In my scenario, I have a horizonal edge loop with equally spaced vertices along it. I am seeking a way to shift the vertices around the loop path where they maintain their spacing.

In this cube example, I manually moved each vertex to achieve the effect I am looking for:

Original Cube

This resulting cube maintains the original vertex spacing but has been shifted over by an increment or two, retaining its cubic form:

Shifted Cube

My goal is to maintain the original shape but skew the vertical edge loop paths to create interesting patterns on the surface of my mesh.

Scaled Vertical Edge Loops and Subsurface

I have tried using the "Simple Deform" modifier to twist my mesh but since I'm not working with a circular shape it doesn't produced the desired result. I'm currently exploring geometry node operations in hopes of finding a more straightforward solution. Any advice or suggestions would be greatly appreciated.

Edit: Here are the cubes with index labeling to better demonstrate the transformation the vertices are performing.

Initial Vertices Transformed Vertices

One solution I found that would produce a similar result is to use "bridge edge loops" and increment the twist value so the vertical edges pair with an above vertex that may be clockwise/counter-clockwise to it rather than directly above


This is the shape I intend to perform the desired actions on. However the final version may be a stack of 300 edge loops Sample Shape

  • $\begingroup$ To clarify your need: it seems to me that you are not shifting vertices, because these remain at the same position. It looks more like if you change the edges connecting these vertices. If so, could we assume that in the original mesh, the edges to change are aligned with Z-axis ? $\endgroup$ Commented Feb 10 at 21:27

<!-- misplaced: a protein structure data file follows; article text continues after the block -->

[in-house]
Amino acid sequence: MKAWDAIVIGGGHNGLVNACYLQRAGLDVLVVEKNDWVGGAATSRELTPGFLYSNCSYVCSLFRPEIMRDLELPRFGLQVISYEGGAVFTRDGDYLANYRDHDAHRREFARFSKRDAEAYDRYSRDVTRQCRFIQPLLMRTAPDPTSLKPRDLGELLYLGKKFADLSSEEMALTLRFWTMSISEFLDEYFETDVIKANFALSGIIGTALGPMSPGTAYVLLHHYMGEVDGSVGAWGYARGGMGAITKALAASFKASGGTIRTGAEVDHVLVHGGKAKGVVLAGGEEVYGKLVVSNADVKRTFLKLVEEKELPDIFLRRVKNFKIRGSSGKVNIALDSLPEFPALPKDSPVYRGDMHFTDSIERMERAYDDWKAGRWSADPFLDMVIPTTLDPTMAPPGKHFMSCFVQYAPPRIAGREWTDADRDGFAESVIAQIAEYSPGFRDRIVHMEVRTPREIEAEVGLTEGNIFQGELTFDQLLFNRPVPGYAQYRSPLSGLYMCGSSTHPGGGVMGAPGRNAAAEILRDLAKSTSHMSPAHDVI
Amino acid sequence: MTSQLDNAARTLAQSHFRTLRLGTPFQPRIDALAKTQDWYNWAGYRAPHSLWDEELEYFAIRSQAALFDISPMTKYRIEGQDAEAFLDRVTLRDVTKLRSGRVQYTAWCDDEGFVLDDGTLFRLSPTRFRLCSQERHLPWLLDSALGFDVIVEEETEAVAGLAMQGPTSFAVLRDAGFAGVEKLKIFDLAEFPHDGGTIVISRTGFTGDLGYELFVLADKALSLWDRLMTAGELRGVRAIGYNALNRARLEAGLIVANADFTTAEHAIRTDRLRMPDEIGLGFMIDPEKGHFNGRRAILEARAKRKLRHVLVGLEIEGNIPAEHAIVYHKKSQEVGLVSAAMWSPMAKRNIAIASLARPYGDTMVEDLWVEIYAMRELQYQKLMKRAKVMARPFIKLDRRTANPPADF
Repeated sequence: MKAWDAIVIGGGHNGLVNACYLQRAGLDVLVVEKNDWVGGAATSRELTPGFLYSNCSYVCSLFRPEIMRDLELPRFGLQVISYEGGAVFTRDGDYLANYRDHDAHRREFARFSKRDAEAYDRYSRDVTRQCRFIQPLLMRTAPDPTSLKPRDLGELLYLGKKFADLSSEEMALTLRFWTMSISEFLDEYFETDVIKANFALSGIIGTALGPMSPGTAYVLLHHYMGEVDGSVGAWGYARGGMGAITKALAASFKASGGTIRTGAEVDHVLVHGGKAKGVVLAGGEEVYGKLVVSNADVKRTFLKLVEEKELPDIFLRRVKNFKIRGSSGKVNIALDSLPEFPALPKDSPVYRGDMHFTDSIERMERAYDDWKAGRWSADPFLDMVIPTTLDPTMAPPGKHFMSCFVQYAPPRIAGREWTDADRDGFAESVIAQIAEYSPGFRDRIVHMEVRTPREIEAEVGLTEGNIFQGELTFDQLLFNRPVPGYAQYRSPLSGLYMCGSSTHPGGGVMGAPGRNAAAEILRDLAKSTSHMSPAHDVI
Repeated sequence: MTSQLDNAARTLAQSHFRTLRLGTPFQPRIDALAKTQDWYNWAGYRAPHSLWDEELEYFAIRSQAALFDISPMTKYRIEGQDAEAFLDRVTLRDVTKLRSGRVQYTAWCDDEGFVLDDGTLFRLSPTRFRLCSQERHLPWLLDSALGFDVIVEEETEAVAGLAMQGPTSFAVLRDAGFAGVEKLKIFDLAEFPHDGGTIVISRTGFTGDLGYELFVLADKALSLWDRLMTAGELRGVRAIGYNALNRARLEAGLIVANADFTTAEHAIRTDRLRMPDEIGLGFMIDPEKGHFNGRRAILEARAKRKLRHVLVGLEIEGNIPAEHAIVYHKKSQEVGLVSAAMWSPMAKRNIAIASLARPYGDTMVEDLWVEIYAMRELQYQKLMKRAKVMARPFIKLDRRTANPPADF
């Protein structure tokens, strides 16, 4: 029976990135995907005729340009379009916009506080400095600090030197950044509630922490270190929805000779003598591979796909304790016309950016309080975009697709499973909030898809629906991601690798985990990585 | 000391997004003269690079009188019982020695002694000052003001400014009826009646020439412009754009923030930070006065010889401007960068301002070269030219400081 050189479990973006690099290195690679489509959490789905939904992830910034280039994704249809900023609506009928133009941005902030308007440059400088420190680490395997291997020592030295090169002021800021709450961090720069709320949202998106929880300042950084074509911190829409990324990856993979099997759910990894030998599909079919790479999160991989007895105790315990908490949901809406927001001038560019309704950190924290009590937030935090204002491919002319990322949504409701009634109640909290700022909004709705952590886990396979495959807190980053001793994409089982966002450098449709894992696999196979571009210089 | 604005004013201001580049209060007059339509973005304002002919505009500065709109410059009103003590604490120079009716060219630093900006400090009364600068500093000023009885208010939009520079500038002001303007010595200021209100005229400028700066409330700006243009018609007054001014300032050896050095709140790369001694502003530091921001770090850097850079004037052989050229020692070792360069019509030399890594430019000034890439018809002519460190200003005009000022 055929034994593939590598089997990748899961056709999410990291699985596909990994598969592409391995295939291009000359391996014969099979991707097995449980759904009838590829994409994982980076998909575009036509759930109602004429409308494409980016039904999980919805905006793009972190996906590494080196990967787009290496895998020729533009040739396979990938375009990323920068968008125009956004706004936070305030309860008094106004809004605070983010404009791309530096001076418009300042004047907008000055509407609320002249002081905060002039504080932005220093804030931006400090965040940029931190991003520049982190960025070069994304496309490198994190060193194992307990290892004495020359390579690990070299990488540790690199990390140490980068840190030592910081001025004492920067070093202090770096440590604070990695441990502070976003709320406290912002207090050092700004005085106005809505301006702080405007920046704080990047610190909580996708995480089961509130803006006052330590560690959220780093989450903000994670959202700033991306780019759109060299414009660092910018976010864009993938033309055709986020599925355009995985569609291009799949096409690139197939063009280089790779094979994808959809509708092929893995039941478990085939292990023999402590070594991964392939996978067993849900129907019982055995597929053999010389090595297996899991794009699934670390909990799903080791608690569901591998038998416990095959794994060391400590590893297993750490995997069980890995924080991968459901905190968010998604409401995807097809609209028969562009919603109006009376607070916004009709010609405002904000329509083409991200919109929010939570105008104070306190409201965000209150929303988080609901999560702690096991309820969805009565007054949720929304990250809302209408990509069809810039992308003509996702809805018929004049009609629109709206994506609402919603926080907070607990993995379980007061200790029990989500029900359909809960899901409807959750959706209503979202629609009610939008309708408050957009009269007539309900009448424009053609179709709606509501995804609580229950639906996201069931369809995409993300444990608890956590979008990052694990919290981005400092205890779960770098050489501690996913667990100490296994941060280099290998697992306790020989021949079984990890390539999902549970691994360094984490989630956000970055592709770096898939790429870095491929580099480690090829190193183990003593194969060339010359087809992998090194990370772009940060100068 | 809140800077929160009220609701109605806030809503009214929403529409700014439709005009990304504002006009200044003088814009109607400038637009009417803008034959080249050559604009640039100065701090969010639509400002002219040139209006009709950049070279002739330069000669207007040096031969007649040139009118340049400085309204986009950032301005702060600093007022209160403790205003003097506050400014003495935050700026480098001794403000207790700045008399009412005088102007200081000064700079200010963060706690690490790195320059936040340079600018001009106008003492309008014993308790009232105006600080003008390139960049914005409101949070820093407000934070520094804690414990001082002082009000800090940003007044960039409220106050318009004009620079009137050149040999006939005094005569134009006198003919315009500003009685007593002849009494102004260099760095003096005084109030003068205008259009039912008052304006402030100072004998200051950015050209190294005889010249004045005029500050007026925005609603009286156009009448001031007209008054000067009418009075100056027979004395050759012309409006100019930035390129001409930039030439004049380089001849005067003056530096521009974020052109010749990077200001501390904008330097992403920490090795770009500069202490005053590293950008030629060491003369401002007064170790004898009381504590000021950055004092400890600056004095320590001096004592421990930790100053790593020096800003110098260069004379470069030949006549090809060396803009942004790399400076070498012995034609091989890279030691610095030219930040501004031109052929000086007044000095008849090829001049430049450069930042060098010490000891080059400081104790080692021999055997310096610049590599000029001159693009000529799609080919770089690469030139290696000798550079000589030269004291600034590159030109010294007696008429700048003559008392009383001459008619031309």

• $\begingroup$ @StefLAncien Within a single, horizontal loop, he shifts each vertex to the position of the next vertex on that loop. It would be more readable if the screenshots showed vertex indices (which do move) $\endgroup$ Commented Feb 10 at 22:12
  • $\begingroup$ @MarkusvonBroady That correct, I've gone ahead and added some more detailed images exposing those indices for better context. $\endgroup$
    – SebaYoung
    Commented Feb 10 at 22:55
  • $\begingroup$ @StefLAncien One solution I have found since posting, uses the twist parameter when applying a Bridge Edge Loop. In that case the vertices remain in their original position and the edges transform. I'm experimenting to see if that will give me the desired result on more complex geometries $\endgroup$
    – SebaYoung
    Commented Feb 10 at 22:55
  • $\begingroup$ The cube is an example, but you're interested in an algorithm that works for other meshes? I ask, because a simple solution would be to e.g. use 4 switch statements based on normal to determine the offset. But what if you want to do it e.g. on a cylinder? No longer works. A horizontal loop can be extracted, converted to curve, and the next point on the curve can be found. But what if the cylinder is rotated? So if you're not fine with an overfitted solution, maybe add another example? $\endgroup$ Commented Feb 10 at 23:07

1 Answer 1


Knowing, that your actual geometry has horizontal loops, I can work with that, by separating them into curves, alternating the curve direction, and use the next point in curve's position:

Some other techniques could be used, the arbitrary numbers avoided... But that's the gist of it.

With 2 more subdivisions, some numbers divided by 4, some multiplied by 4...

  • $\begingroup$ Amazing, this looks like a really promising solution! I have one question about how you are able to finely slide the points along the horizontal loop in your demonstration. Playing around within the Blend file, I am only able to snap to every other point using the Add node within the "Next Point's position". $\endgroup$
    – SebaYoung
    Commented Feb 12 at 1:37
  • $\begingroup$ @SebaYoung "Mix" node to interpolate between current position, and target position. $\endgroup$ Commented Feb 12 at 9:30

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